New technology tracks sparrow migration for first time from California to Alaska
April 26, 2012
During a time when birds are experiencing the negative impacts of climate and land-use changes, being able to pinpoint the most important breeding and stopover places is critical to prioritizing conservation investments.
This Golden-crowned Sparrow was photographed in the Herring Cove area south of Ketchikan, Alaska (May 2011) while delighting in a dip in a bird bath provided by Mother Nature.
"This study is helping to unravel the mystery of bird migration and answer the age-old question of where birds go, which helps protect habitat along their entire migratory journey," said lead author, PRBO's Dr. Nat Seavy.
Each bird, which weighs approximately 30 grams, migrated from 1600 to 2400 miles one-way to their breeding grounds. Their individual breeding locations spanned approximately 750 miles along the coast of Alaska, and their north migration averaged only 29 days while southbound migration averaged nearly twice that (53 days).
"Until now, all we knew was that these birds bred far to the north and undertook one of the longest migrations of all songbirds that winter in central California. We're very excited to finally pinpoint exactly where some of our Golden-crowned Sparrows breed," explained Diana Humple, PRBO's Palomarin Field Station Manager and a co-author of the study.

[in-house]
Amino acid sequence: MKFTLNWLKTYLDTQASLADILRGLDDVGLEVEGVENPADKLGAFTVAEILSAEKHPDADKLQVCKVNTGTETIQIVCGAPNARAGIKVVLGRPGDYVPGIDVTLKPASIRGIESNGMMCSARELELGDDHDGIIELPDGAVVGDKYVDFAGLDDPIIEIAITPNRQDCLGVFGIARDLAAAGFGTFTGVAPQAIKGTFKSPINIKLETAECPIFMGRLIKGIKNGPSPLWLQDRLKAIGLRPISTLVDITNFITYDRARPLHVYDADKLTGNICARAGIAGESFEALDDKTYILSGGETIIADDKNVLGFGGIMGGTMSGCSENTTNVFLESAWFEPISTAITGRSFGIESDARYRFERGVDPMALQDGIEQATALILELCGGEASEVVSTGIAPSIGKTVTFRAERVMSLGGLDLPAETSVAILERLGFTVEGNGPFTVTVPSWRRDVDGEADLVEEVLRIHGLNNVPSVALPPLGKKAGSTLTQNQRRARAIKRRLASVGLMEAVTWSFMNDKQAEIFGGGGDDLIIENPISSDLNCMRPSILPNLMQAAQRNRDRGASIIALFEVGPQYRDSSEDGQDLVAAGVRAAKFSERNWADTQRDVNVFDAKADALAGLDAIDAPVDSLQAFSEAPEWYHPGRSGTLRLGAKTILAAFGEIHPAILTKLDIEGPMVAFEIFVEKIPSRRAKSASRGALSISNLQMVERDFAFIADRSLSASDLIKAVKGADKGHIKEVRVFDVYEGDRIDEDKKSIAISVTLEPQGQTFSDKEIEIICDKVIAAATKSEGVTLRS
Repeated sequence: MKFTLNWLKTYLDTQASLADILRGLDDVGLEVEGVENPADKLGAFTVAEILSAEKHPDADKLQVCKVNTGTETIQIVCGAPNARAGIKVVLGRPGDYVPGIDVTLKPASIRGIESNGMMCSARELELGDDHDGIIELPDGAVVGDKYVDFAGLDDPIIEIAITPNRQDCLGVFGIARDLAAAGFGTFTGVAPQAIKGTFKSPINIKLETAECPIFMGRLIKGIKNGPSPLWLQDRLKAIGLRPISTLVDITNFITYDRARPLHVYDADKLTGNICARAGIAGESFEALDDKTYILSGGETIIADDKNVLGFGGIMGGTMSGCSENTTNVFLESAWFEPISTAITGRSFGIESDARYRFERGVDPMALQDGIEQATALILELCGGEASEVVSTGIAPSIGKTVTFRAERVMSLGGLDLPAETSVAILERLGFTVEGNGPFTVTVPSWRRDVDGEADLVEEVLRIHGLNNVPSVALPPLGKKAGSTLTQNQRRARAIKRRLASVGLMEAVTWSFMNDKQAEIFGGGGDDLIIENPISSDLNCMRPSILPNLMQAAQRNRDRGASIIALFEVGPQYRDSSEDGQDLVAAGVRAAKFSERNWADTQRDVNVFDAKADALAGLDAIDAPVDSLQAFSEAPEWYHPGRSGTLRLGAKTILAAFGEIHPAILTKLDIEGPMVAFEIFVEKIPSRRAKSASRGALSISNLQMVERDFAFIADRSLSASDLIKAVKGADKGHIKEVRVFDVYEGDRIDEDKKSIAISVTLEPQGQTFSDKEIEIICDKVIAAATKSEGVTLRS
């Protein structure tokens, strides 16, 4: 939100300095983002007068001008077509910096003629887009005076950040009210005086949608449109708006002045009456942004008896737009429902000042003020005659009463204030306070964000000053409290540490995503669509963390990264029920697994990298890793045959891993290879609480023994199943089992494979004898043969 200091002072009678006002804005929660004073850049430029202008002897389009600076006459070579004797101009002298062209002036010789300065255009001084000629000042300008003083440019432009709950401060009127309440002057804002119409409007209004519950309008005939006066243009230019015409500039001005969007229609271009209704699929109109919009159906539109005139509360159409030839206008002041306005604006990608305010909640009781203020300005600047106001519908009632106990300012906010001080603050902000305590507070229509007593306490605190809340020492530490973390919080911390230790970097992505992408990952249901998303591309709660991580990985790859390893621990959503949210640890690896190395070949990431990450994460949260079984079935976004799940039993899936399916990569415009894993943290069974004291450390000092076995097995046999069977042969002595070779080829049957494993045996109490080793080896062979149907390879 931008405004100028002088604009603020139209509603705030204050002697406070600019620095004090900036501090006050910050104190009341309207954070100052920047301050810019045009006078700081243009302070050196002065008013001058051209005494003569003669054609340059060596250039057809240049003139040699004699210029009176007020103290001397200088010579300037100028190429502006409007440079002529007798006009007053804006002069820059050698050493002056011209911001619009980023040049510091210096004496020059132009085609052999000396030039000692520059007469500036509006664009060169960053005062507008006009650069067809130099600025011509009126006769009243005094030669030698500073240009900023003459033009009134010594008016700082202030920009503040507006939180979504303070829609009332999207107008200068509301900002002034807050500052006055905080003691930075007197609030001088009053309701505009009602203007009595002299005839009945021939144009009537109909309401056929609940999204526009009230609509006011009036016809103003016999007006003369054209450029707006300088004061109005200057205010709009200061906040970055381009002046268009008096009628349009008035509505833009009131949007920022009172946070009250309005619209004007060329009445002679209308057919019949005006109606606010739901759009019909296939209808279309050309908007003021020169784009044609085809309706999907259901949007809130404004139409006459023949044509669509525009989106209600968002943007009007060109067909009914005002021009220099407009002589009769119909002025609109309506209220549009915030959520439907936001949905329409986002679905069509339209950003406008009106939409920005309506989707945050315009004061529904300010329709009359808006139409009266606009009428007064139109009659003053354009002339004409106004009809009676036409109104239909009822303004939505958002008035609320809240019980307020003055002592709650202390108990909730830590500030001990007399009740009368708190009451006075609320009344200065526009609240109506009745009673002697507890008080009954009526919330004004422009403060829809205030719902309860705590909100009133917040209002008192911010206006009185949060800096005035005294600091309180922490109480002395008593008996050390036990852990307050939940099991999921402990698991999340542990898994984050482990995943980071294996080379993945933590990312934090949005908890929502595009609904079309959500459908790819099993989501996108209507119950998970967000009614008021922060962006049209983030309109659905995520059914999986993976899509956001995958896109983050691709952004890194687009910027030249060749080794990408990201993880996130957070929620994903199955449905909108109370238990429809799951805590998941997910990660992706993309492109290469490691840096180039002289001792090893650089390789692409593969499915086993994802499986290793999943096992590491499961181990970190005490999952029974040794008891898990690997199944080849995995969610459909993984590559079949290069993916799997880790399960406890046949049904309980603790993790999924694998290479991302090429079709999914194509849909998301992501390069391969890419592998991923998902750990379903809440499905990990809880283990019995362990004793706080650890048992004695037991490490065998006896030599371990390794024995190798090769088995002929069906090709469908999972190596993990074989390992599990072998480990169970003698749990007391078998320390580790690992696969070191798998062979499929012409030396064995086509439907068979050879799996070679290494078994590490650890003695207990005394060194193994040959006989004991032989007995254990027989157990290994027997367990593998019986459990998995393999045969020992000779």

Operating since 1966, PRBO's Palomarin Field Station has been one of the premier west-coast locations for long-term studies on birds and their habitats. These data sets that extend over several decades allow scientists to assess human-caused and natural changes over time to guide conservation action.
The breeding locations for the four birds included areas of Katmai National Park, Wrangell-St. Elias National Park, and the Chugach National Forest.
"Today we are facing unprecedented changes in land-use and our climate" explained Nat Seavy. "The information in this study will help us understand where our migratory birds may be vulnerable to these changes, and what we can do to help protect them and the ecosystems on which they—and we—depend."
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